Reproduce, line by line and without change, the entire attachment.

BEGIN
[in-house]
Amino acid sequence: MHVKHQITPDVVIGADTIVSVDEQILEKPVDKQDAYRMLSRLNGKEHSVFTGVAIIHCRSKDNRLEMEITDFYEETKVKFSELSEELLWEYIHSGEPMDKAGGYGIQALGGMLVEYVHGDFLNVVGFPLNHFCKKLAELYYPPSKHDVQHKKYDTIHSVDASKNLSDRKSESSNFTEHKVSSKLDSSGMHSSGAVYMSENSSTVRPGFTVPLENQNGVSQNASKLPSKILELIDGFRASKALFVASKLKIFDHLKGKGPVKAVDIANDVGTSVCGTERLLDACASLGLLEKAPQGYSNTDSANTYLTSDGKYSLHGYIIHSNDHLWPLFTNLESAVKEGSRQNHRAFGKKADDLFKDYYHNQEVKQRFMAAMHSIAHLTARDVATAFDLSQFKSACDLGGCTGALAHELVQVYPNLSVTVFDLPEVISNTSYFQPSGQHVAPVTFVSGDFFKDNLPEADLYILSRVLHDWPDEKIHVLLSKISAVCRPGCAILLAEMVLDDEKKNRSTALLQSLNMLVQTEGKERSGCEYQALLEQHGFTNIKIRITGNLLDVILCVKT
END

[in-house]
Amino acid sequence: MHVKHQITPDVVIGADTIVSVDEQILEKPVDKQDAYRMLSRLNGKEHSVFTGVAIIHCRSKDNRLEMEITDFYEETKVKFSELSEELLWEYIHSGEPMDKAGGYGIQALGGMLVEYVHGDFLNVVGFPLNHFCKKLAELYYPPSKHDVQHKKYDTIHSVDASKNLSDRKSESSNFTEHKVSSKLDSSGMHSSGAVYMSENSSTVRPGFTVPLENQNGVSQNASKLPSKILELIDGFRASKALFVASKLKIFDHLKGKGPVKAVDIANDVGTSVCGTERLLDACASLGLLEKAPQGYSNTDSANTYLTSDGKYSLHGYIIHSNDHLWPLFTNLESAVKEGSRQNHRAFGKKADDLFKDYYHNQEVKQRFMAAMHSIAHLTARDVATAFDLSQFKSACDLGGCTGALAHELVQVYPNLSVTVFDLPEVISNTSYFQPSGQHVAPVTFVSGDFFKDNLPEADLYILSRVLHDWPDEKIHVLLSKISAVCRPGCAILLAEMVLDDEKKNRSTALLQSLNMLVQTEGKERSGCEYQALLEQHGFTNIKIRITGNLLDVILCVKT